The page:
Stocks opened lower today, but quickly recovered. The Dow and SPX are currently flat. Financials, energy and tech sectors are in the green but most everything else is slightly lower. Copper, iron ore and oil are strong today. WTI crude oil is back up around $55.75/barrel. Copper is now up something like 13% on the year, and that’s usually a sign of economic strength overseas. Strangely, bonds are trading mostly higher as well. Long-term Treasury bonds are up about .2% and junk bonds are up nearly that much. The 10-year Treasury yield fell back to 2.65%. Since the beginning of February, interest rates have been treading water with very little volatility.

In my opinion traders, not investors are now driving the bus. The SPX has already retraced over 75% of its late 2018 correction. So the stock market is no longer drastically undervalued. Also, the index is hovering around a critical technical level that corresponds to two prior near-term peaks in Oct. and Nov. of last year. It will either fall back and “consolidate” for a while, or it will zoom back to last September’s highs. Traders are puzzling out what catalysts—such as a trade deal—could spark a fire.

Federal Reserve Chairman Jerome Powell is offering semi-annual testimony to congress regarding monetary policy today. He is choosing his words carefully. “While we view current economic conditions as healthy and the economic outlook as favorable, over the past few months we have seen some crosscurrents and conflicting signals.” He noted that financial markets have been much more volatile, and financial conditions are not as supportive of growth as they were. What he means is that economic growth has stepped down from 3%+ to a lower but still healthy 2.5%. Corporate earnings growth is slowing substantially from 20%+ last year to about 5% this year. Among the crosscurrents is a very healthy US job market with rising wages, juxtapositioned against weak growth overseas. In addition, the stock market has been recovering nicely while the bond market is also rising. And despite a distinctly dovish shift by the Fed over the last six weeks, the yield curve isn’t steepening. All these “crosscurrents” are keeping the Fed from raising interest rates.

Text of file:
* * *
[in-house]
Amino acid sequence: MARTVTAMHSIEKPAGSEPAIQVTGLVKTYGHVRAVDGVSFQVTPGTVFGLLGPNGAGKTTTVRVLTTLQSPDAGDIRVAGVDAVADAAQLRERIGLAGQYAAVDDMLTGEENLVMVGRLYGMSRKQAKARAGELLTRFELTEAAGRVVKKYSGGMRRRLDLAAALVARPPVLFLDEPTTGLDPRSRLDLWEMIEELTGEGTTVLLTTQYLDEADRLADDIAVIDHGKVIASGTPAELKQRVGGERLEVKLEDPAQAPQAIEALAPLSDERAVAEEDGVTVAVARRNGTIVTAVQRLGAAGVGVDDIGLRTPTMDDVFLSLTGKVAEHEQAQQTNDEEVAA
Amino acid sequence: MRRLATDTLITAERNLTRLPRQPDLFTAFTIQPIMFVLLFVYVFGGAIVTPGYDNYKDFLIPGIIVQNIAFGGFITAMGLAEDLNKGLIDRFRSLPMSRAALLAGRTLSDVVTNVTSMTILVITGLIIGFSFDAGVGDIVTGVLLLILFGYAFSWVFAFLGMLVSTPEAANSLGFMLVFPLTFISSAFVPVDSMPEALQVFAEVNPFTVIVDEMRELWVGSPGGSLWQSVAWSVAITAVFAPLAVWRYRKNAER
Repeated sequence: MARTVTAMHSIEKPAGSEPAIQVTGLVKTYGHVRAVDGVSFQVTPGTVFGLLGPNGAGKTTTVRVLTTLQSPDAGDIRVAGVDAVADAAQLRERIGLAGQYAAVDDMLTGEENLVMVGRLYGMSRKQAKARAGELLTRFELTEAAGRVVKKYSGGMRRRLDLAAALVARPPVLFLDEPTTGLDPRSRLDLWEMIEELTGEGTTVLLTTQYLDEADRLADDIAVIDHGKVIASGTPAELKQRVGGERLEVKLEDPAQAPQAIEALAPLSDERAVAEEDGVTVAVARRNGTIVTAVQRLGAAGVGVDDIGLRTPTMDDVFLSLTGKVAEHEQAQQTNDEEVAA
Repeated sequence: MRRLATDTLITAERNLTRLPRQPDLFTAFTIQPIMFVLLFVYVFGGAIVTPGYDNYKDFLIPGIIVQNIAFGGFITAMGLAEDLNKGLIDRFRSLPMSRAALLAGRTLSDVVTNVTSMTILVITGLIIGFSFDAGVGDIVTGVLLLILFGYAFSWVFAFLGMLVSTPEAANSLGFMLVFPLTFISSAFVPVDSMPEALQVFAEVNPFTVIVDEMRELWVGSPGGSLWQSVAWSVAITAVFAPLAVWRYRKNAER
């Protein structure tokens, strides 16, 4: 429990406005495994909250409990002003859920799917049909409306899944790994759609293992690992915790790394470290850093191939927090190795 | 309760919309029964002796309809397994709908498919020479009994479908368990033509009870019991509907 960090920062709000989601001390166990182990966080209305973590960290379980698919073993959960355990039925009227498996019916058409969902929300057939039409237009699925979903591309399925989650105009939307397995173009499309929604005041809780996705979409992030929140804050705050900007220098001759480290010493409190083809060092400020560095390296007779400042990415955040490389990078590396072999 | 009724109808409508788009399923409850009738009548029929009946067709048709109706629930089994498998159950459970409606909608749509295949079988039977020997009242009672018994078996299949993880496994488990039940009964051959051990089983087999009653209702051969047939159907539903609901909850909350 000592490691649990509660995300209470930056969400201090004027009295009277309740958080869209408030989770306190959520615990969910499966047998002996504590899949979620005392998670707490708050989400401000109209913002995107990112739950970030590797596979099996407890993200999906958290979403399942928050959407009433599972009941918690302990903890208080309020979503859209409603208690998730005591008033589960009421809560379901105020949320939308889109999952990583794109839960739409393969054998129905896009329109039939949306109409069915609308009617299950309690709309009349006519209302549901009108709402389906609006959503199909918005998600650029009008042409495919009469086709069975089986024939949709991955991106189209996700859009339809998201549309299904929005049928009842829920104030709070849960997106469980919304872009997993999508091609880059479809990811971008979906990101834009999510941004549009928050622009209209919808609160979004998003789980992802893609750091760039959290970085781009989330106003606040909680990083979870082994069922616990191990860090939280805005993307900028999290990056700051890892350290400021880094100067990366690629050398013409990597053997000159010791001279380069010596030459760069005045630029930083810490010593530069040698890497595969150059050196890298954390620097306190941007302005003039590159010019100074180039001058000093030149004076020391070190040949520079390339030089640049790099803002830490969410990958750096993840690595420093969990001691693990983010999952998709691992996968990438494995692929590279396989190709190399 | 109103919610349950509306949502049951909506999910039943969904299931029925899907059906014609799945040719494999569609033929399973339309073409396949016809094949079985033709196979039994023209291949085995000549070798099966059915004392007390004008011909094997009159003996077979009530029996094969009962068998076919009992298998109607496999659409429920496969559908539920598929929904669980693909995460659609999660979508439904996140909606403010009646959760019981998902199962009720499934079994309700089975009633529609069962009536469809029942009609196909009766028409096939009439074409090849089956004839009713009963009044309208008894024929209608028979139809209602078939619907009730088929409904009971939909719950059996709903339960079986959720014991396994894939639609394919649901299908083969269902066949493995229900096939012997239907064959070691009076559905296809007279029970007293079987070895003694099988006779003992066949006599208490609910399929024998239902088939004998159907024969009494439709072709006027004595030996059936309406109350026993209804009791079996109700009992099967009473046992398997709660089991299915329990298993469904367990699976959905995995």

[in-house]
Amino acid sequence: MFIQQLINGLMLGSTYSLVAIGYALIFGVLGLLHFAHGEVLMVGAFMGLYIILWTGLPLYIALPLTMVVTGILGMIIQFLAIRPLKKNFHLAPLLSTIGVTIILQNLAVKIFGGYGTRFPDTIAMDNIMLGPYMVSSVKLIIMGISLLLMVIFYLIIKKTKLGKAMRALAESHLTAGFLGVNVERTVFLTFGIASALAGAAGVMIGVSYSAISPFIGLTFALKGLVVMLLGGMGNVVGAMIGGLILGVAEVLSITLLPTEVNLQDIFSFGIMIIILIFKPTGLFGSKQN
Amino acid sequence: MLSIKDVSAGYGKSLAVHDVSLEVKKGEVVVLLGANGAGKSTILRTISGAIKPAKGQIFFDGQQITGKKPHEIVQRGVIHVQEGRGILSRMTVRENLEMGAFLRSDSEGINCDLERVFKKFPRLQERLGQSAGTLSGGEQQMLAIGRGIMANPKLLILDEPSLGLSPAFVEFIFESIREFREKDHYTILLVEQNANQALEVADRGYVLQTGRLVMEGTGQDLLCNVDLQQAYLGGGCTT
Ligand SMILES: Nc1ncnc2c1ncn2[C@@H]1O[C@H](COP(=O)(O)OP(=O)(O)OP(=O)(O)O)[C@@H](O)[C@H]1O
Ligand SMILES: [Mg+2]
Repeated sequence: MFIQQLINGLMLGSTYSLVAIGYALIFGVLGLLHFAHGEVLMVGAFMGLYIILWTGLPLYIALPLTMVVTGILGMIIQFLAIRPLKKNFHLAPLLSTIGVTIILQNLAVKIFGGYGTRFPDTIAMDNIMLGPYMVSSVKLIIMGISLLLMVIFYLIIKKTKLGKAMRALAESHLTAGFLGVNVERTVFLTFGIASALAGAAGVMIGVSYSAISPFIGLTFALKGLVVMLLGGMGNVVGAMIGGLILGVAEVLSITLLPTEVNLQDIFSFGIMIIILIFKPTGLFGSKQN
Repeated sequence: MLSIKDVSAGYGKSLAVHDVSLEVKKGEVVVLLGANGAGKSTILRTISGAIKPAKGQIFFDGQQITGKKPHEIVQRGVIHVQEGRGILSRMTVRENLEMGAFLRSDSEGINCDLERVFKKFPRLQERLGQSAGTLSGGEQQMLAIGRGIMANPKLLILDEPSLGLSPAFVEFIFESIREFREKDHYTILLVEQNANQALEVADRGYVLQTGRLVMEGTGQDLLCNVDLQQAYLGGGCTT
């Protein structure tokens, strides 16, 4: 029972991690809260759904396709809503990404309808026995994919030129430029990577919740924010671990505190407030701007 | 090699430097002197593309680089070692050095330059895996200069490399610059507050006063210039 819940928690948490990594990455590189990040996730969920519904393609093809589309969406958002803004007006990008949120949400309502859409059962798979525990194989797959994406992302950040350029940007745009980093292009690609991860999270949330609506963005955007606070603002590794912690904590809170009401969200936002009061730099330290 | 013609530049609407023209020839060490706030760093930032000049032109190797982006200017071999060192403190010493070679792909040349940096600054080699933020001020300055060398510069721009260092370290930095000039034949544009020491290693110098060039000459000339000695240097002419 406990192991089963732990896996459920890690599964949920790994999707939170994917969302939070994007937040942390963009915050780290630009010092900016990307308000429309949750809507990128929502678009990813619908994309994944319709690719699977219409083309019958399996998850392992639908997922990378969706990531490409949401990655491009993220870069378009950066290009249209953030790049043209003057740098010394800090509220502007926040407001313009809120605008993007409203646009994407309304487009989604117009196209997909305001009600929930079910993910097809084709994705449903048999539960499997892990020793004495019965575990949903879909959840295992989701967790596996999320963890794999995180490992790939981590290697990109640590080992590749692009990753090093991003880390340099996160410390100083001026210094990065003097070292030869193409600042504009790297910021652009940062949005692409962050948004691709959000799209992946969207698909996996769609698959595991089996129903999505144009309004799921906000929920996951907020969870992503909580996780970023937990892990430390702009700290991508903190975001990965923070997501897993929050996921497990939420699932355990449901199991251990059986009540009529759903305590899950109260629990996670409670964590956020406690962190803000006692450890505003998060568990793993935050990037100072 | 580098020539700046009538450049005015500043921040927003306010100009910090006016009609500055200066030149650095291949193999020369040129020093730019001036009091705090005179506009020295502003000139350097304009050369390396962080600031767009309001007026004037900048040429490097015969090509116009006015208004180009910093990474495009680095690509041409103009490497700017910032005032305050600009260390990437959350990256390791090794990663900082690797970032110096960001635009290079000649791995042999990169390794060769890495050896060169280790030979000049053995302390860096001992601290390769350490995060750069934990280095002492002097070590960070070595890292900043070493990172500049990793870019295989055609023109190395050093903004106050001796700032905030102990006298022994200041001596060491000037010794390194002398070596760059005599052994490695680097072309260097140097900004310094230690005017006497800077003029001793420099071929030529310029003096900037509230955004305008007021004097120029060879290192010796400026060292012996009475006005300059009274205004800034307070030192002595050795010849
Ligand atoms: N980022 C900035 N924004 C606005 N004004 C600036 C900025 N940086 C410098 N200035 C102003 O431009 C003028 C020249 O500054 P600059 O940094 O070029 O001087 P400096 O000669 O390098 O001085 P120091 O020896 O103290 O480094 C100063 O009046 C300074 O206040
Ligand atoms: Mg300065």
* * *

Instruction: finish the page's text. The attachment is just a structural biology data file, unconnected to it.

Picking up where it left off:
We got some delayed housing market data this morning. Housing starts—ground breaking on new developments—continued to fall in December. Construction companies slowed down as low affordability began to really affect demand. The key issue seems to be that home price growth outpaced wage growth for too long, and when mortgage rates began to rise, homebuyers balked. So now we’re seeing a bit of a reset. The S&P Case-Shiller Home Price Index rose 4.7% in December—the slowest rate of growth in the last 3 ½ years. Bloomberg sees some early signs of improvement in the housing market this year. Homebuilder sentiment improved last month, mortgage rates are back down around 4.3%, and wage growth is accelerating.

A federal appeals court judge upheld a prior court decision allowing AT&T (T) to acquire Time Warner (TWX). The US Justice Dept. has aggressively sought to kill the $85bil deal, saying it would limit competition in the pay-TV industry. AT&T actually closed the deal after the last ruling, but the DoJ chose to pursue an appeal. The whole thing has dragged out for more than two years. As a result of today’s ruling, you can expect to see more mergers (called vertical integrations) in the media & telecom industries.

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